Background: In adults, anthropometric measures of central adiposity, such as waist-height ratio (WHtR) and waist circumference (WC), are more strongly associated with cardio-metabolic risks than BMI.
Methods: To provide similar quantitative tools for North American children, we created smoothed centile charts and LMS tables for WHtR and WC based on data from the US National Health and Nutrition Survey, cycle III (NHANES III, N = 11,930 aged 2-24 y 1988-1994).
Results: Applying these reference charts to subsequent NHANES survey cycles, 1999-2012) demonstrated a significant mean increase in both Z-scores of approximately 0.30 SD. In measuring the strength of the association between anthropometric measures and cardio-metabolic risk factors, a unit change in Z-scores for WHtR, WC, and BMI significantly increased the odds of an adverse outcome in all cases (1.18-2.03, P < 0.0001). Z-scores for both measures of central adiposity were significantly more strongly associated with cardio-metabolic comorbidities than BMI-Z.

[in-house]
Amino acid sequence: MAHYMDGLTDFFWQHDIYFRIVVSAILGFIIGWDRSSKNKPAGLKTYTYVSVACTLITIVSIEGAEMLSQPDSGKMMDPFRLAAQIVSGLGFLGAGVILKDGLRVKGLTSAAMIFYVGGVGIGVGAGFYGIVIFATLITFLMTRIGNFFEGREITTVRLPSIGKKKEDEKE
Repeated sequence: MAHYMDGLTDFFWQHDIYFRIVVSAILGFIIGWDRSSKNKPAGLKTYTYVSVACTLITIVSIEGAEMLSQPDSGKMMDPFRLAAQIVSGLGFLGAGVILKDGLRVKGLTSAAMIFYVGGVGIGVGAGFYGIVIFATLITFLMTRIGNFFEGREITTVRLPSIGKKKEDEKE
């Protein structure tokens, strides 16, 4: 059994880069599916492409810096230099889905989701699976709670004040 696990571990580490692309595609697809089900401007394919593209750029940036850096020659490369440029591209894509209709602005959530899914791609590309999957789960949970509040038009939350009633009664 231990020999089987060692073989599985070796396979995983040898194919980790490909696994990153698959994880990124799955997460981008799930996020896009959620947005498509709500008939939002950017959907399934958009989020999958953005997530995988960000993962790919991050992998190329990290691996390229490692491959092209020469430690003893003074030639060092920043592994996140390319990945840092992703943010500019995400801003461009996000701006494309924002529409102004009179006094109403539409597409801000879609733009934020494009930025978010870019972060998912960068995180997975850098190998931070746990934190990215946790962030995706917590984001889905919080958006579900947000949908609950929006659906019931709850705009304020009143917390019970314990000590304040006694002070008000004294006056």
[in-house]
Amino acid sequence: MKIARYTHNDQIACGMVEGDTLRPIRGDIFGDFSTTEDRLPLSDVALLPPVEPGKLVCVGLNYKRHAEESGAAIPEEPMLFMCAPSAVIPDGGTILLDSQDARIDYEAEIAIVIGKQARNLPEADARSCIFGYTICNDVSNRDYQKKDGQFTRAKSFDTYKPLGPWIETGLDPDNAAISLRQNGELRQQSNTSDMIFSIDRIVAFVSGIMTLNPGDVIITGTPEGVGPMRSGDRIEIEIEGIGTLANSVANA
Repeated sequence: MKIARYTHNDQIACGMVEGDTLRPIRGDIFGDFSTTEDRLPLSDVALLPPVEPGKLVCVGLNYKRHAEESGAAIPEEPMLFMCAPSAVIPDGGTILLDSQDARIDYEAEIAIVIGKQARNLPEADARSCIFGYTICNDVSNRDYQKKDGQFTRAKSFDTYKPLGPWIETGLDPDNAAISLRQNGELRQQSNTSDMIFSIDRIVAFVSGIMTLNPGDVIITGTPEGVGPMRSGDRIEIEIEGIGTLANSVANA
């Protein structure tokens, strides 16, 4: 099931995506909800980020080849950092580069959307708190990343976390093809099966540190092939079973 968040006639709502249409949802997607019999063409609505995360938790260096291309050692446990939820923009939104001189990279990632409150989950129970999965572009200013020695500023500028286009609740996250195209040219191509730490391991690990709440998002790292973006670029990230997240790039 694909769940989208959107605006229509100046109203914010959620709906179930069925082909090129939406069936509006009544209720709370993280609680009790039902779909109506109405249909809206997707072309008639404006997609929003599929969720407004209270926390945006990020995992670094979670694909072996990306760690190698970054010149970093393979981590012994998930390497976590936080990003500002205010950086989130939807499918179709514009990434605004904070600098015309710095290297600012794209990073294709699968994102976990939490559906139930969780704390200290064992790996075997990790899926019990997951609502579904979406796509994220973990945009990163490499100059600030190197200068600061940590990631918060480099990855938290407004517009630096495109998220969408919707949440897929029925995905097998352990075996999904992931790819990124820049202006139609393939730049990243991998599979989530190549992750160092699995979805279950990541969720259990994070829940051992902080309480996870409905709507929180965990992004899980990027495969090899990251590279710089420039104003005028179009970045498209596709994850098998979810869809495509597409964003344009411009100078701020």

Conclusion: Since Z-scores permit standardized comparisons across ages and genders, they are useful measures of central adiposity in both clinical or research settings. By providing LMS tables for children and adolescents based on North American reference data, we hope to provide quantitative tools for the study of obesity and its complications.